A while back, Ed and I presented an online seminar to freelancers. After the webinar, when the attendees had had a chance to digest the content we presented, we invited them to share with us their plans for building their freelance businesses.
Many of the answers included very general, foggy statements. "I plan on using the techniques learned in the seminar," was a common response.
A few participants, however, outlined very specific plans of action... a series of specific actions such as "I'm sending out direct mail letters to 30 new prospects each week for six consecutive weeks," followed by more specifics plans for following up.
A common question among freelancers is to ask, "What should I be doing to market my business." It's a fair question. And often, it's charged with all kinds of anxiety about getting business.
It's because many freelancers don't have a plan.
As the old adage goes, if you're failing to plan, you're planning to fail. Not only that, you're planning to fail in a way that is stressful, frustrating and no fun.
Freelancers who neglect to create a plan for growing their businesses end up bouncing around from project to project and usually end up taking on work they don't like, or that doesn't pay well.
Freelancers who take the time to create a plan of action for their business are the ones who succeed. One the best examples of this is my colleague here at the Academy, Ed Gandia.
Ed Gandia created his own plan for transitioning to the freelance life while also holding down a demanding corporate job. It was a transition period that spanned 27 months!
And at the end of that 27-month period of part-time freelancing, Ed made the leap and became a full-time freelancer.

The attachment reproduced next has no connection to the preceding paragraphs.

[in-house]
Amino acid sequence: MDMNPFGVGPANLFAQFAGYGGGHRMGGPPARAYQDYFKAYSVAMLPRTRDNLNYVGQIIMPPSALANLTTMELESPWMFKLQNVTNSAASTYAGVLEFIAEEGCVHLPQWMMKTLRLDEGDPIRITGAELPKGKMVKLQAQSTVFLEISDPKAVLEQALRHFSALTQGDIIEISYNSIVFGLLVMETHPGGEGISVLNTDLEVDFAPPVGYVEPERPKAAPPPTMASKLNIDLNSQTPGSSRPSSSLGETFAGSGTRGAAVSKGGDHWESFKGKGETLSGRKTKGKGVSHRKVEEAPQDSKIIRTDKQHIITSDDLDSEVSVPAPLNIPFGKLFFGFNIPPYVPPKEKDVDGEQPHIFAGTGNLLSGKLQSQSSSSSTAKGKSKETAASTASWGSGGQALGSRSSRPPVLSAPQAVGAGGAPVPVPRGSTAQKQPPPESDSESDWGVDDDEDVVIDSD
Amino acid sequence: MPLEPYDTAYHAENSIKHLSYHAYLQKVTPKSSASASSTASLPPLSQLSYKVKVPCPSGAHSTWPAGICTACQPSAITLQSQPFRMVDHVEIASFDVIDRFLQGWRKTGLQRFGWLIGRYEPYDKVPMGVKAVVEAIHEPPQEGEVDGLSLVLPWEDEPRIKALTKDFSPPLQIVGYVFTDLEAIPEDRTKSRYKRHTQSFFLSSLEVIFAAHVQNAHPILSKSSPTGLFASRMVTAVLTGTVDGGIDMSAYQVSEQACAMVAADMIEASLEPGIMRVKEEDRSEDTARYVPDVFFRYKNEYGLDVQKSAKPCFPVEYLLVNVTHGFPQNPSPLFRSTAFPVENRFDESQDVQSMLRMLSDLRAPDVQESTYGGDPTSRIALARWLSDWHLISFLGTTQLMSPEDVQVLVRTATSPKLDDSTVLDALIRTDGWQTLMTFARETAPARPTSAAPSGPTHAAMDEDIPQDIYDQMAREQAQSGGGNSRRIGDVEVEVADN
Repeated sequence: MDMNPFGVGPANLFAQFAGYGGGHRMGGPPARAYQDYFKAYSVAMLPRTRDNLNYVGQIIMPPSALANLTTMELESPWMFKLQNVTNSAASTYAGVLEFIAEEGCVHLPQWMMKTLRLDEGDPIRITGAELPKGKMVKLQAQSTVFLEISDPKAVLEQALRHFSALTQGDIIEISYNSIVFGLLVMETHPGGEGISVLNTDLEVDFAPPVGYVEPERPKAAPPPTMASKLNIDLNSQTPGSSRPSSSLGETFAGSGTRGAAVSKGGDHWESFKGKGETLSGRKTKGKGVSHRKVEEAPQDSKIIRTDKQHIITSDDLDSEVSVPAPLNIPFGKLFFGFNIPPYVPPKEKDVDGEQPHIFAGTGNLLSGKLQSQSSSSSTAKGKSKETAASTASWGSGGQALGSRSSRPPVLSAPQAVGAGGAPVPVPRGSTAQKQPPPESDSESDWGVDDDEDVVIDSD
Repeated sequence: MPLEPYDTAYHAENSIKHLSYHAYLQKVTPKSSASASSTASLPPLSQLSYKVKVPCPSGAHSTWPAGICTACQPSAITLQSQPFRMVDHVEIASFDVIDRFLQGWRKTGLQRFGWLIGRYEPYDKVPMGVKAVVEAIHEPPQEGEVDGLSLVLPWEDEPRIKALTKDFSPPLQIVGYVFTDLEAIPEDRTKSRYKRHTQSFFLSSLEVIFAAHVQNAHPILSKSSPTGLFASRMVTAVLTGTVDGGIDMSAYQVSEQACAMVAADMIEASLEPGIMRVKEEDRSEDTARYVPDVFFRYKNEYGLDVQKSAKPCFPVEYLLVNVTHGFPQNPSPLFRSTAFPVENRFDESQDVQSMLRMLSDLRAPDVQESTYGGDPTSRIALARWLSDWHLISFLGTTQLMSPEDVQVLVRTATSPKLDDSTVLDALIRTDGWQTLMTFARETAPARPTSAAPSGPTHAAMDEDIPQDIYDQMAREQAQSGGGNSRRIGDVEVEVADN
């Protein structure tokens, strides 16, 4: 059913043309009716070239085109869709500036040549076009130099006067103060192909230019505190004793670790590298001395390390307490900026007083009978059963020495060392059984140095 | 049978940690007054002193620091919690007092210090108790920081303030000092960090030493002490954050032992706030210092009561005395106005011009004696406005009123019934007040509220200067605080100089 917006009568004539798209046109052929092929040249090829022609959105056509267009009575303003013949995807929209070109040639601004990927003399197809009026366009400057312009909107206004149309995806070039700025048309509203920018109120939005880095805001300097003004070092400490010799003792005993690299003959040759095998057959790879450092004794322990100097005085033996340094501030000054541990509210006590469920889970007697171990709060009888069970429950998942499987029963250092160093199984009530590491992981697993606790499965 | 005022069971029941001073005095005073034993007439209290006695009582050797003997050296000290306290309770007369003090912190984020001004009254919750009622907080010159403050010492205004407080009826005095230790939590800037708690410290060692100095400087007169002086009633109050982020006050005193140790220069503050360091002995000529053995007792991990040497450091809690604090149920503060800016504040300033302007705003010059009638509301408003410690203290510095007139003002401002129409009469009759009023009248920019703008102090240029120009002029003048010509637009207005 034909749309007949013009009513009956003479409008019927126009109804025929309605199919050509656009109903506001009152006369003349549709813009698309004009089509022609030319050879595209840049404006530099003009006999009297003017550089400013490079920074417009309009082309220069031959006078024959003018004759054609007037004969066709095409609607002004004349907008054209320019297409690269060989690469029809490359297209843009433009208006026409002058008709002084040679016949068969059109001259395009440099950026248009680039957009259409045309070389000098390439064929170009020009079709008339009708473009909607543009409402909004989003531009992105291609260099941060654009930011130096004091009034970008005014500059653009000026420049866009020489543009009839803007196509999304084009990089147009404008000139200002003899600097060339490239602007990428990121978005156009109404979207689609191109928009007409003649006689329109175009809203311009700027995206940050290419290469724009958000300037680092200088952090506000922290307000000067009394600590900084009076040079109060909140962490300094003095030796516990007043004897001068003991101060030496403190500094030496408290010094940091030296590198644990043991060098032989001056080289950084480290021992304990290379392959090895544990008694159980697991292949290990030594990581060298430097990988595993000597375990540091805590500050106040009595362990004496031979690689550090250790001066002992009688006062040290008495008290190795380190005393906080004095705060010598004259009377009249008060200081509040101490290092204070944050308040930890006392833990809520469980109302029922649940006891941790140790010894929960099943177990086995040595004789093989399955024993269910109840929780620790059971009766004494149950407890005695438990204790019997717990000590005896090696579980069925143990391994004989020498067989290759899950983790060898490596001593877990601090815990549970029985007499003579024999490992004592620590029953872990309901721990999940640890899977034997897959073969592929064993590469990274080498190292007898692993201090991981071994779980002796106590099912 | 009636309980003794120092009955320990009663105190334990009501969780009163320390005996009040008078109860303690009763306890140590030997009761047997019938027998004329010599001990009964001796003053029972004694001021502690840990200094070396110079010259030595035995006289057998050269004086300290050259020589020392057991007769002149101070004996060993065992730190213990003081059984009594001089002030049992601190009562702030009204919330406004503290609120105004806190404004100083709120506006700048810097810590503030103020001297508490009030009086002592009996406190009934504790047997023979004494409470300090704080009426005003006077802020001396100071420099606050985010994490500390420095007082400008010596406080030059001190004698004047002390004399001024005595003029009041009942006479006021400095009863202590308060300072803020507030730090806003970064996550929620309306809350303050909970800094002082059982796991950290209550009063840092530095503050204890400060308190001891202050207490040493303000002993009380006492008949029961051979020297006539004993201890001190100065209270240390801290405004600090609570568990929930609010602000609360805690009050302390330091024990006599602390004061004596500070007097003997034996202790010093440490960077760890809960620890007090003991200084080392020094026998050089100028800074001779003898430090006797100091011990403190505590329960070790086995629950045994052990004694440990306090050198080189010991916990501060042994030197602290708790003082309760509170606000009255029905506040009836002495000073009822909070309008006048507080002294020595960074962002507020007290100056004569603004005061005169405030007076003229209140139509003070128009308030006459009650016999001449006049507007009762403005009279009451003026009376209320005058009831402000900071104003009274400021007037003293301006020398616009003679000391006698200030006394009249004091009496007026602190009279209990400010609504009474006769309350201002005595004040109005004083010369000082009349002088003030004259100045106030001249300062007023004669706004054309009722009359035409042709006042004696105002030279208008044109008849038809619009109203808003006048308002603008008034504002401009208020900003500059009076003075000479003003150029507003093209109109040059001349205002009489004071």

He even once wrote an ebook about that plan... and it's more than 150 pages long! Now that's a detailed plan!
However, not all your plans have to be as detailed and meticulous as Ed's.
I often map out my marketing efforts visually on a few sheet of paper or a white board. A complete plan, with boxes and arrows, clearly mapped out for me to see.
(One visual planning technique I recommend is called a mind mapping which is basically a free-form technique where you jot down ideas and concepts anywhere on a page, and then draw lines between ideas that go together.)
Where's your plan? Can you point to it? What does it look like? How detailed is it? Do you know, for example, what your marketing efforts are going to look like 3 weeks from now? How about 3 months from now?
My opinion is that the level of anxiety you experience as a freelancer rises "“ sharply "“ when you're just winging it, with no plan in place to follow for growing your business.
If you don't have a plan in place... here's an assignment that will help.
Assignment: Create a quick 5-step marketing plan.
1. On a sheet of paper, draw a row of five boxes.
2. Each box represents a "contact point" between you and your potential client.
3. Fill in the boxes with different ways you can reach out and touch prospects. Over the weeks and months at the Academy, you've seen lots of ideas. There are also lots of ideas in our book, The Wealthy Freelancer and you've probably seen many other ideas in the blogs and newsletters you enjoy. Pick just five methods for contacting clients, and fill in the five boxes on your page.
4. Assign a date to the first box on your page. This is the official launch date of your next marketing campaign!
5. Write in dates for each of the other four boxes. If you want a guideline, allow a week, or two, between contact.
6. You've just created a mini-marketing campaign. It's not a full-blown marketing plan for the year, but at least it's something to start with. Get going!